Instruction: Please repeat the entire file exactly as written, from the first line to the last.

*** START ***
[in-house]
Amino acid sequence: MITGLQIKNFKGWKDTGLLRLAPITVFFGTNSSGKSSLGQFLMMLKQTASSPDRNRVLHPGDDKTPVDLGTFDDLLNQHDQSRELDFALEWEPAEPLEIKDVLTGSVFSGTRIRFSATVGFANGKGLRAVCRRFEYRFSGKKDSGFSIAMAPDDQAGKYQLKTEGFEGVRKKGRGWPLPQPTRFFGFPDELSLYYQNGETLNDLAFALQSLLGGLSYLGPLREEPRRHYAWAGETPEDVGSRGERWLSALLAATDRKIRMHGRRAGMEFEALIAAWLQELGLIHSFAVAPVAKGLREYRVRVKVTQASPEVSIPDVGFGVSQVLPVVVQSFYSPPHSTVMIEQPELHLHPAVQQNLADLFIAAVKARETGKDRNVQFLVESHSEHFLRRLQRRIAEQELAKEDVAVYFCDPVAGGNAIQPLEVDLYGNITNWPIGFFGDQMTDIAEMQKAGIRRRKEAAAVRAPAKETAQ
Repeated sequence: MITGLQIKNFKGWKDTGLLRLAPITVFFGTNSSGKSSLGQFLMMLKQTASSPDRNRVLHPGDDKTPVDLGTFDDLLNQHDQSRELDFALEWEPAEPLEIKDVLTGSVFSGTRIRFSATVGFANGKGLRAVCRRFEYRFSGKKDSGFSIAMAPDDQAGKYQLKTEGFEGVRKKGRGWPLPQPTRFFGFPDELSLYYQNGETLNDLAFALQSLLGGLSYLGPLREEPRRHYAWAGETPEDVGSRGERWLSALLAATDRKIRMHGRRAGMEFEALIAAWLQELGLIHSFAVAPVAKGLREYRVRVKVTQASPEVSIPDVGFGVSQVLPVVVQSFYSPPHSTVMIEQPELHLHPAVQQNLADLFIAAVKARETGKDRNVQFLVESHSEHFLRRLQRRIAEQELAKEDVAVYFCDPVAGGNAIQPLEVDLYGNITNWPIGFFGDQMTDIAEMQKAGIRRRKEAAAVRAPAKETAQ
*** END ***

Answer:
[in-house]
Amino acid sequence: MITGLQIKNFKGWKDTGLLRLAPITVFFGTNSSGKSSLGQFLMMLKQTASSPDRNRVLHPGDDKTPVDLGTFDDLLNQHDQSRELDFALEWEPAEPLEIKDVLTGSVFSGTRIRFSATVGFANGKGLRAVCRRFEYRFSGKKDSGFSIAMAPDDQAGKYQLKTEGFEGVRKKGRGWPLPQPTRFFGFPDELSLYYQNGETLNDLAFALQSLLGGLSYLGPLREEPRRHYAWAGETPEDVGSRGERWLSALLAATDRKIRMHGRRAGMEFEALIAAWLQELGLIHSFAVAPVAKGLREYRVRVKVTQASPEVSIPDVGFGVSQVLPVVVQSFYSPPHSTVMIEQPELHLHPAVQQNLADLFIAAVKARETGKDRNVQFLVESHSEHFLRRLQRRIAEQELAKEDVAVYFCDPVAGGNAIQPLEVDLYGNITNWPIGFFGDQMTDIAEMQKAGIRRRKEAAAVRAPAKETAQ
Repeated sequence: MITGLQIKNFKGWKDTGLLRLAPITVFFGTNSSGKSSLGQFLMMLKQTASSPDRNRVLHPGDDKTPVDLGTFDDLLNQHDQSRELDFALEWEPAEPLEIKDVLTGSVFSGTRIRFSATVGFANGKGLRAVCRRFEYRFSGKKDSGFSIAMAPDDQAGKYQLKTEGFEGVRKKGRGWPLPQPTRFFGFPDELSLYYQNGETLNDLAFALQSLLGGLSYLGPLREEPRRHYAWAGETPEDVGSRGERWLSALLAATDRKIRMHGRRAGMEFEALIAAWLQELGLIHSFAVAPVAKGLREYRVRVKVTQASPEVSIPDVGFGVSQVLPVVVQSFYSPPHSTVMIEQPELHLHPAVQQNLADLFIAAVKARETGKDRNVQFLVESHSEHFLRRLQRRIAEQELAKEDVAVYFCDPVAGGNAIQPLEVDLYGNITNWPIGFFGDQMTDIAEMQKAGIRRRKEAAAVRAPAKETAQ